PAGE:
A quick thank you to my mum before I get stuck into this month’s report about the all-electric long-term Nissan Leaf we currently have on our fleet.
Let me explain.
Door-to-door, the journey from our house to hers is 115 miles – in other words, a 230-mile round trip that we tend to do in a day.
The distance OU19XMG can travel on a single charge is 239 miles, which doesn’t really leave much leeway in case of hold-ups, diversions or whatever.
I’ve explained this a couple of times to mum in recent weeks – and shortly before the current lockdown, she kindly had an additional socket fitted in her garage that would enable me to replenish the car’s battery whilst visiting.
A couple of days after hearing the news, I jumped into the Leaf and headed off to see her. And in fairness, this was the first journey of any significant length I had tackled since taking possession of the car, what with Covid, working from home and so on.
It certainly didn’t disappoint on the longer trip. It’s comfortable and spacious and the two hours flew by as I headed along the motorway and then tackled the A and B roads that lead to her place. It feels assured and composed on major highways and doesn’t put a foot wrong on slower roads either.
It’s fair to say that most people who see the car are impressed with the way our Leaf looks. I think its predecessor was a bit of an ugly duckling – it was almost trying to showcase its EV technology via a quirky outward appearance – but the new Leaf is sharp and easy on the eye.
The one thing that perhaps could be said of our particular model is that the combination of magnetic red paintwork and metallic blue accents is a tad unusual.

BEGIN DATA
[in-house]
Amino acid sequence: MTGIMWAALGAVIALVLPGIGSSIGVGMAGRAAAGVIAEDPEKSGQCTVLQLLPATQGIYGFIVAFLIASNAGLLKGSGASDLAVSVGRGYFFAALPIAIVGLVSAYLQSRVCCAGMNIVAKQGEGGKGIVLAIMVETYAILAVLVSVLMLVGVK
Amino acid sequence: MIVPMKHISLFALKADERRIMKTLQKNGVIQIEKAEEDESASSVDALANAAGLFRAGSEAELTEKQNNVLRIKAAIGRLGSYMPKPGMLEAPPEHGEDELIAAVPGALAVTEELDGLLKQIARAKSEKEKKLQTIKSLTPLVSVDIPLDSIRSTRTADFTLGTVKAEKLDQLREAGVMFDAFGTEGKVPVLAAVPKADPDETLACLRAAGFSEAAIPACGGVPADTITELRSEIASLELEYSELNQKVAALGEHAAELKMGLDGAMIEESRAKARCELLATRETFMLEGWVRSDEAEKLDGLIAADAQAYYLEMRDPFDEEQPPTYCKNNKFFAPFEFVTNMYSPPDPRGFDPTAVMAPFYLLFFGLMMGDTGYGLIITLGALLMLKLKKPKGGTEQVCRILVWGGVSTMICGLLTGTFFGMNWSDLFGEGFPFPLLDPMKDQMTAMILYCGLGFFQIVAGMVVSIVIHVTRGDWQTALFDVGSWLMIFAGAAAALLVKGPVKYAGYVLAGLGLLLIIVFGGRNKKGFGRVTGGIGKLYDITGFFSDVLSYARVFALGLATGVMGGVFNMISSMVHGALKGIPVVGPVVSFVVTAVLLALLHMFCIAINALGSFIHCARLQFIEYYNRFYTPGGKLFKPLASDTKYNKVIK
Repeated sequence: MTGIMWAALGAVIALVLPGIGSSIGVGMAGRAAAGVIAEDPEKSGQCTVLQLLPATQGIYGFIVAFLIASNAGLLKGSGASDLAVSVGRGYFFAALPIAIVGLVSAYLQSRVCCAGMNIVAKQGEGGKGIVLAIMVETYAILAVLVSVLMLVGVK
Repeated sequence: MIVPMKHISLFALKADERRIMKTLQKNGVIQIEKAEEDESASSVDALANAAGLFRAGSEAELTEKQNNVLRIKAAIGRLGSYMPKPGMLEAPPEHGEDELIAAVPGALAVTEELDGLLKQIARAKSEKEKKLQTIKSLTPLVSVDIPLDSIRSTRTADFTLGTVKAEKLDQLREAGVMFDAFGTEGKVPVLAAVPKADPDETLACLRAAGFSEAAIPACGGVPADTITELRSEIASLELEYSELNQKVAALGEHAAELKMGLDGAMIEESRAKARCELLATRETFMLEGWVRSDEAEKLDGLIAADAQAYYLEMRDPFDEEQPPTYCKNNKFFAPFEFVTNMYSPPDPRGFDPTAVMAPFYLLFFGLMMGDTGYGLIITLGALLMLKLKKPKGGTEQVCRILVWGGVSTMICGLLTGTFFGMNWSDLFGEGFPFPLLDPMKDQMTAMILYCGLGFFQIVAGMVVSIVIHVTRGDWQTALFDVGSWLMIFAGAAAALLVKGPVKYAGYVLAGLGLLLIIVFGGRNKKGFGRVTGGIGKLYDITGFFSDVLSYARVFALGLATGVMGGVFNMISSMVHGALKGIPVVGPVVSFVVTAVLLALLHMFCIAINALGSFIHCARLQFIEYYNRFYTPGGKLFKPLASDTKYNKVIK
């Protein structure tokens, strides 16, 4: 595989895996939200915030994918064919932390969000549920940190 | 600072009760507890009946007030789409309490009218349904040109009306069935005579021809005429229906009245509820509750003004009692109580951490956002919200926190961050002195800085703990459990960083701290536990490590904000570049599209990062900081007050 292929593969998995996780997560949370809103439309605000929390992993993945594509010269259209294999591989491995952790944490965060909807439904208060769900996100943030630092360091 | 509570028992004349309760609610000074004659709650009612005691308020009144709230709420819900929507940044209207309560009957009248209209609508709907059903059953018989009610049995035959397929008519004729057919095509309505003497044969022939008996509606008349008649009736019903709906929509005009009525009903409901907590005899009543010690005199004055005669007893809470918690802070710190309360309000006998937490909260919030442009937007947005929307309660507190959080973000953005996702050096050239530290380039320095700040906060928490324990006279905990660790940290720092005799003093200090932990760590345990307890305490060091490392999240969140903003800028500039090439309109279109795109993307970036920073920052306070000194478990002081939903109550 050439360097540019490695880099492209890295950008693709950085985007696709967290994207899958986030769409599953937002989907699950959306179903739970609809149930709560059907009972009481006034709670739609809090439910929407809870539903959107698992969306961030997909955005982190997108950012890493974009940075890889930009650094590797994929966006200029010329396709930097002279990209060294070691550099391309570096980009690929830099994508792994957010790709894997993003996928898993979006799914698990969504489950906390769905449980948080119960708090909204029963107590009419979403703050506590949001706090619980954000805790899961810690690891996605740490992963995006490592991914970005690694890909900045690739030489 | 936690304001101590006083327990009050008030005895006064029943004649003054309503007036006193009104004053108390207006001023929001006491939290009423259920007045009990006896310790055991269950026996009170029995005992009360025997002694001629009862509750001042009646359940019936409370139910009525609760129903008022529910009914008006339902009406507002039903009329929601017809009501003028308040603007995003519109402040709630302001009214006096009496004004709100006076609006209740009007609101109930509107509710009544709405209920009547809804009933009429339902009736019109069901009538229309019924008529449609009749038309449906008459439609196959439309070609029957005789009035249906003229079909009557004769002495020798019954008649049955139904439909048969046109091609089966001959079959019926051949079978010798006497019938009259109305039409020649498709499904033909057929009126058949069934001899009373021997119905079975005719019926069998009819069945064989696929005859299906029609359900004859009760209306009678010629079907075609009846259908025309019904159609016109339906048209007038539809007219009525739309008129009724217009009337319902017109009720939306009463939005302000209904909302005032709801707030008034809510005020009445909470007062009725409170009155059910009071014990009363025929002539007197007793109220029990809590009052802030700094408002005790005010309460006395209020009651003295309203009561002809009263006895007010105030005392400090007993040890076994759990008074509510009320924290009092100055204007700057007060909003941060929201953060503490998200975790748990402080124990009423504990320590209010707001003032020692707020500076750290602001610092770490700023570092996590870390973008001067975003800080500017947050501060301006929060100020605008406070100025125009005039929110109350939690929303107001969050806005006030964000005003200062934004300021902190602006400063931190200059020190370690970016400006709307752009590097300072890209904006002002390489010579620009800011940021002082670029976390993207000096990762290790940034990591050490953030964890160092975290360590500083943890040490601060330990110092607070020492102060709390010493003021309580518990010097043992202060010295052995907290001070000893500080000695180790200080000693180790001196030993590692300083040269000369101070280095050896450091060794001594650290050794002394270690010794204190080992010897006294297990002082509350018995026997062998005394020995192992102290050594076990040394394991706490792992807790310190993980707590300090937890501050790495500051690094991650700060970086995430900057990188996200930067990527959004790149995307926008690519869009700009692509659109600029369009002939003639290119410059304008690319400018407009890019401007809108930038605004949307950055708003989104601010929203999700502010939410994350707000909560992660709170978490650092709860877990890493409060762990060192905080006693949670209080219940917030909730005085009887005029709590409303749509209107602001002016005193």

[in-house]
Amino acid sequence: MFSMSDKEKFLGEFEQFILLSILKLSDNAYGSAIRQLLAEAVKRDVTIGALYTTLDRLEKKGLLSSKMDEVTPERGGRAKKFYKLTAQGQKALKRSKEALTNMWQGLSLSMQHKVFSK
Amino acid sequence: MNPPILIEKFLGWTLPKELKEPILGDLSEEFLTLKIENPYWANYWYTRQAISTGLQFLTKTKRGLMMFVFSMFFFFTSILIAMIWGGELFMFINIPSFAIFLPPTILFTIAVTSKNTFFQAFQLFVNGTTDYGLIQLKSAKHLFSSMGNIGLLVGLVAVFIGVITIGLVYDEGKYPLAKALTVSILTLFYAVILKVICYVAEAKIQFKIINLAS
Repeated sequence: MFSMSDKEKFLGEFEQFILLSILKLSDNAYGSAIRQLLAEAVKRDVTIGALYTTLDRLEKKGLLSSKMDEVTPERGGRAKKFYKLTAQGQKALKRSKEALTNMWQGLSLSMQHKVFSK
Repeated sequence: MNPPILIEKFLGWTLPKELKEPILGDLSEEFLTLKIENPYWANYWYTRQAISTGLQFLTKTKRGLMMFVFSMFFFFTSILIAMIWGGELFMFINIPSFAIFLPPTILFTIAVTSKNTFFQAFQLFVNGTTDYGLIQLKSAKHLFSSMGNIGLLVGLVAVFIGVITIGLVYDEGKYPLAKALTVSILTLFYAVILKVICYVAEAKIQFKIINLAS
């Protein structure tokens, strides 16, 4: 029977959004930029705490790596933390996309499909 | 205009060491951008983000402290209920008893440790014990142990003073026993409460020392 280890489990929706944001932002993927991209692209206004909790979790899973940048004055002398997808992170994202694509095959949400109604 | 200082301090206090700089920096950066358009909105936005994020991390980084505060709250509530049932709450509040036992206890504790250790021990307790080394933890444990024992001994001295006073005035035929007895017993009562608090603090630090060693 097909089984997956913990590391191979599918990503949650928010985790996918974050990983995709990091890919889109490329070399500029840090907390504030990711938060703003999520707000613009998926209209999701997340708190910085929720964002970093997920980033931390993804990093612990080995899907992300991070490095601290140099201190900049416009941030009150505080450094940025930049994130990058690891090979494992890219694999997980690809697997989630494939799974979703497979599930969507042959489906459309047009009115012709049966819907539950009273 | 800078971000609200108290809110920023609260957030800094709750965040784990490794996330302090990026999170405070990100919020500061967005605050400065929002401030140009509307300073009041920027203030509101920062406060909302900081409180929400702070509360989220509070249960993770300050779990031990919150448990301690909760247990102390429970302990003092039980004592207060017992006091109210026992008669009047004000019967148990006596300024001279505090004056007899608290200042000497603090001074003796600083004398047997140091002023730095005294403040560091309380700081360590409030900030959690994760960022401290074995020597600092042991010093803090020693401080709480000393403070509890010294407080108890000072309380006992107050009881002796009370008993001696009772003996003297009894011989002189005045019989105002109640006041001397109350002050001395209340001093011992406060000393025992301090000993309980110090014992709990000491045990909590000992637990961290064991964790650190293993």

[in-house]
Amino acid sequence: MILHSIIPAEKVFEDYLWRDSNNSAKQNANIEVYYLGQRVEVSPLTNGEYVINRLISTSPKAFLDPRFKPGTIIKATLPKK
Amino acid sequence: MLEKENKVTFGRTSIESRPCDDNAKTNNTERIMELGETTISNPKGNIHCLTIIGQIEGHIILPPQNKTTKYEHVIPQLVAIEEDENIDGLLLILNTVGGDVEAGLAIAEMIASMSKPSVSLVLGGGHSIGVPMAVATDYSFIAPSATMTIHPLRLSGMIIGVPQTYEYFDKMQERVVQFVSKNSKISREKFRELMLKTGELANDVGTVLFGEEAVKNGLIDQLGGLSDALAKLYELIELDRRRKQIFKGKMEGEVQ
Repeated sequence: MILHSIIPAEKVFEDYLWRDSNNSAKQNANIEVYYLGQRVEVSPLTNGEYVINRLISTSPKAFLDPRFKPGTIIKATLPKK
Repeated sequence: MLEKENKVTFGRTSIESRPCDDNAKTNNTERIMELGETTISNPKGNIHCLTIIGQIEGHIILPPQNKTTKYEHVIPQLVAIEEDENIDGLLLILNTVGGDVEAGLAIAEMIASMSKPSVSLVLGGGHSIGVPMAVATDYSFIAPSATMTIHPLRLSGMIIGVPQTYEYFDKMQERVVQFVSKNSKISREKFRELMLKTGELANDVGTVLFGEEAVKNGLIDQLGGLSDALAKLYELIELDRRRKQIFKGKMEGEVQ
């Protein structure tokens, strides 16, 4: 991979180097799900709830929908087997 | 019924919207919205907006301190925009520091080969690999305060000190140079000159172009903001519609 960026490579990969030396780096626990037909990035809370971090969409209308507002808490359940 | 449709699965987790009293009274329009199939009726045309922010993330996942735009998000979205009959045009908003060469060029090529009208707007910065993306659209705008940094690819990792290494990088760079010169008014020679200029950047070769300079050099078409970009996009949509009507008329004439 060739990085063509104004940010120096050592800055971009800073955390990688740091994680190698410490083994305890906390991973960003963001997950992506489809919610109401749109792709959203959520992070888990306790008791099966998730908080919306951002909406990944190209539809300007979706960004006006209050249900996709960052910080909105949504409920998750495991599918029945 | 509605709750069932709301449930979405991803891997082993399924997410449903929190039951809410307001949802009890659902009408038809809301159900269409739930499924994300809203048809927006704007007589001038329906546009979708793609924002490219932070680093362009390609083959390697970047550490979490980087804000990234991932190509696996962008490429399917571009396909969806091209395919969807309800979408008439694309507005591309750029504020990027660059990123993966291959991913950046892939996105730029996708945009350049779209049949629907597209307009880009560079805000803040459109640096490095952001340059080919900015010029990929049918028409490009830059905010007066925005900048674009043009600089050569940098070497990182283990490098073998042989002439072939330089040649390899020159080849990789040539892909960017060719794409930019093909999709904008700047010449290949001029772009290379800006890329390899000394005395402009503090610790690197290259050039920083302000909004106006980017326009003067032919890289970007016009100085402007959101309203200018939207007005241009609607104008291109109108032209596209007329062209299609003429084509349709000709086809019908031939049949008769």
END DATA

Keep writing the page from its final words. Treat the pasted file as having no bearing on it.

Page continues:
Helping to enhance its appearance are 17-inch alloy wheels, a gloss black B-pillar, chrome door handles and body-coloured door mirrors.
The longer trip to mum’s gave me plenty of opportunity to explore and enjoy some of the audio and technology features of the car. Its Bose premium music system is a joy to behold – the Ken Bruce Show on Radio 2 has never sounded better!
And one of my other favourite features is Intelligent Around View Monitor – just brilliant.
For the uninitiated it’s a very clever piece of kit that helps drivers to park more easily by better understanding the vehicle’s surroundings through a virtual bird’s-eye view from above the vehicle.
Around View Monitor helps the driver visually confirm the vehicle’s position relative to the lines around parking spaces and adjacent objects, allowing you to maneuvre into parking spots with more ease.
One thing I have noticed in writing these reports is that I tend to talk less and less about the fact the car is electric. It’s just a fact of life to me now; it’s an enjoyable car to drive, and charging is no hassle.
Pulling up at our local Tesco the other day enabled me to give it an hour or so of juice; other than that, and as I have explained in previous dispatches, it’s just a question of using the correct lead to attach it to a normal three-pin socket at home while I work.
A couple of news-based items to finish with, connected to the bigger picture around electric vehicles. You may have seen in the papers that ‘green number plates’ are on their way – number plates with a lime green flash down one side that could lead to local authorities incentivising EV ownership.
And of course, the government has said that sales of new petrol and diesel cars will have been phased out by 2030 – so cars like the Nissan Leaf are the way forward for all of us, even mum!
Model (as tested): Nissan Leaf e+ 3.ZERO
Motor: 62kWh electric motor
Max speed: 98mph
0-60mph: 6.7 seconds
Range: 239 miles (combined)